A method for passing messages in a parallel computer system constructed as a plurality of compute nodes interconnected as a network where each compute node includes a DMA engine but includes only a limited number of byte counters for tracking a number of bytes that are sent or received by the DMA engine, where the byte counters may be used in shared counter or exclusive counter modes of operation. The method includes using rendezvous protocol, a source compute node deterministically sending a request to send (RTS) message with a single RTS descriptor using an exclusive injection counter to track both the RTS message and message data to be sent in association with the RTS message, to a destination compute node such that the RTS descriptor indicates to the destination compute node that the message data will be adaptively routed to the destination node. Using one DMA FIFO at the source compute node, the RTS descriptors are maintained for rendezvous messages destined for the destination compute node to ensure proper message data ordering thereat. Using a reception counter at a DMA engine, the destination compute node tracks reception of the RTS and associated message data and sends a clear to send (CTS) message to the source node in a rendezvous protocol form of a remote get to accept the RTS message and message data and processing the remote get (CTS) by the source compute node DMA engine to provide the message data to be sent.

  20. V-198: Red Hat Enterprise MRG Messaging Qpid Python Certificate...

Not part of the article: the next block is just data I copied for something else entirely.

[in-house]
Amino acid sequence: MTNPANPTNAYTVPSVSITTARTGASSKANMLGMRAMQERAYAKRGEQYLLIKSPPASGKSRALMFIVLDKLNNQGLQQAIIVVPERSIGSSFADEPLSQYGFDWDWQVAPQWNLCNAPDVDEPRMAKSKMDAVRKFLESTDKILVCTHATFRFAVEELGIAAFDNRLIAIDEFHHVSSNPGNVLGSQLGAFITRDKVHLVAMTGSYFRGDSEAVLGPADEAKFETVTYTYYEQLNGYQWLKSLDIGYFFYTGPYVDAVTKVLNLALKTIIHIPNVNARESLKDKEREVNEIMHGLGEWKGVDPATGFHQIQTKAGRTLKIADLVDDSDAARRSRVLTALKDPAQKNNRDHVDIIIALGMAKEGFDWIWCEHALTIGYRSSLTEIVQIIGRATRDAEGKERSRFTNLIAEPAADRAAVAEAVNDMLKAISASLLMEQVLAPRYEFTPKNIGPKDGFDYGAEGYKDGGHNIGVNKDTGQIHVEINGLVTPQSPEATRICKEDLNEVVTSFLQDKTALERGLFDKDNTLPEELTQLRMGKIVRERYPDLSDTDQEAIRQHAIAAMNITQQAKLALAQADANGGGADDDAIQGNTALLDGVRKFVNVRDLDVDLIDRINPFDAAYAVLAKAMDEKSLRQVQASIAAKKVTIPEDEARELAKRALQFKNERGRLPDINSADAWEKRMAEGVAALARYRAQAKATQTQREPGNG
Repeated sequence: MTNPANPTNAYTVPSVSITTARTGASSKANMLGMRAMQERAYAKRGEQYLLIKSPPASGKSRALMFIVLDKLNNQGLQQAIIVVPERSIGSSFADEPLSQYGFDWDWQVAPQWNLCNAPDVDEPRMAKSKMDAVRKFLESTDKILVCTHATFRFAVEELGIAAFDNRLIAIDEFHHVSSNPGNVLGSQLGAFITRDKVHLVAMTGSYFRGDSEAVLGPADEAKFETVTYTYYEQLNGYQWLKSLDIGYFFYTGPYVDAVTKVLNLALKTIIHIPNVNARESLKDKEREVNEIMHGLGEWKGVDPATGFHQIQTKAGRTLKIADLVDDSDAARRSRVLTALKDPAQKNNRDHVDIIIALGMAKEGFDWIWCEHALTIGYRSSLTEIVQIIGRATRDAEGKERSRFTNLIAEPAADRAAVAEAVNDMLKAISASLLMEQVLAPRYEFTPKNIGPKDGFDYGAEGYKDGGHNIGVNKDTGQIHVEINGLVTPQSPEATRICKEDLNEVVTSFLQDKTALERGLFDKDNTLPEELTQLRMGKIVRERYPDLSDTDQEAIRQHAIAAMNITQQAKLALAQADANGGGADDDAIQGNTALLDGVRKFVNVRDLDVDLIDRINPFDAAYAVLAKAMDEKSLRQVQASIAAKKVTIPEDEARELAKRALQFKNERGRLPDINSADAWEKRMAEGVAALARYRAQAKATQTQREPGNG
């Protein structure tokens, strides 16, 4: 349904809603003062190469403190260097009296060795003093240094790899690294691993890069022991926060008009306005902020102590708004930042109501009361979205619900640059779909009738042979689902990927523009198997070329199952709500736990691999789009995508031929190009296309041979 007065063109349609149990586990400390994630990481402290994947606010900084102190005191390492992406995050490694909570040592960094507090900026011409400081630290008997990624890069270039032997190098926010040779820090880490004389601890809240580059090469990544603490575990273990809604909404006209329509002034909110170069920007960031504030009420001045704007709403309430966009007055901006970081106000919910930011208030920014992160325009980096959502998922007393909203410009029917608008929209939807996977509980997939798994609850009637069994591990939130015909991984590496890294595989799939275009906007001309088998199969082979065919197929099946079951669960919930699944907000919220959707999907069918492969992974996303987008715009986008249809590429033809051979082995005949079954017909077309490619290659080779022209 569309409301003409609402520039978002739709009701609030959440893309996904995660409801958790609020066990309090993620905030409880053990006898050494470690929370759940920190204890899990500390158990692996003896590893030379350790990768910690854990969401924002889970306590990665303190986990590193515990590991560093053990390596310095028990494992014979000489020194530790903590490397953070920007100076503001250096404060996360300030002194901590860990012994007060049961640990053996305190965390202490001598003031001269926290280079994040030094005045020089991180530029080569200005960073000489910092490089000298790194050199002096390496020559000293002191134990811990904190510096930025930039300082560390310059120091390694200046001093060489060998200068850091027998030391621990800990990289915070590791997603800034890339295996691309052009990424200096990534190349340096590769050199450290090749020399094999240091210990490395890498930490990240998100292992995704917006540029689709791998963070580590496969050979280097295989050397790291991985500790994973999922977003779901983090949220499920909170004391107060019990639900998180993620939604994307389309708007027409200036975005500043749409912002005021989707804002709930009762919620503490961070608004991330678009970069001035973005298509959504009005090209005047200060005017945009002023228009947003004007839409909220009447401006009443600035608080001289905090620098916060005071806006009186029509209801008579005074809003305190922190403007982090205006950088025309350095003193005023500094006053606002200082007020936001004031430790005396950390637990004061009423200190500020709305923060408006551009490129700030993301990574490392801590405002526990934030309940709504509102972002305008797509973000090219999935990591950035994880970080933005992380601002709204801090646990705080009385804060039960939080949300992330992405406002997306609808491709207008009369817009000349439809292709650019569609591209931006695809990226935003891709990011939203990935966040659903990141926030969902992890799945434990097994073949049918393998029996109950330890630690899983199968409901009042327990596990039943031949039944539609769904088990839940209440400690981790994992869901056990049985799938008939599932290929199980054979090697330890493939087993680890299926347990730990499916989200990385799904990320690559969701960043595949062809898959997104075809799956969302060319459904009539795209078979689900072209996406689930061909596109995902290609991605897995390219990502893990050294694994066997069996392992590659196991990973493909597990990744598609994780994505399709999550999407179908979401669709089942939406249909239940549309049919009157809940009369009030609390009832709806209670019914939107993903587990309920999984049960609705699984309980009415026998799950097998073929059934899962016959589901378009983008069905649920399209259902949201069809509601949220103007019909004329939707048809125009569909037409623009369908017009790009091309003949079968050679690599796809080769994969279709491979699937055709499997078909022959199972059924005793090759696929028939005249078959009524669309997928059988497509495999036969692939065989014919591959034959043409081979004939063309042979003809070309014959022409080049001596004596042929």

Office of Energy Efficiency and Renewable Energy (EERE) Indexed Site

    8: Red Hat Enterprise MRG Messaging Qpid Python Certificate Validation Flaw Lets Remote Users Conduct Man-in-the-Middle Attacks V-198: Red Hat Enterprise MRG Messaging Qpid Python...

  1. Message passing with queues and channels

    DOE Patents [OSTI]

    Dozsa, Gabor J; Heidelberger, Philip; Kumar, Sameer; Ratterman, Joseph D; Steinmacher-Burrow, Burkhard

    2013-02-19

    In an embodiment, a reception thread receives a source node identifier, a type, and a data pointer from an application and, in response, creates a receive request. If the source node identifier specifies a source node, the reception thread adds the receive request to a fast-post queue. If a message received from a network does not match a receive request on a posted queue, a polling thread adds a receive request that represents the message to an unexpected queue. If the fast-post queue contains the receive request, the polling thread removes the receive request from the fast-post queue. If the receive request that was removed from the fast-post queue does not match the receive request on the unexpected queue, the polling thread adds the receive request that was removed from the fast-post queue to the posted queue. The reception thread and the polling thread execute asynchronously from each other.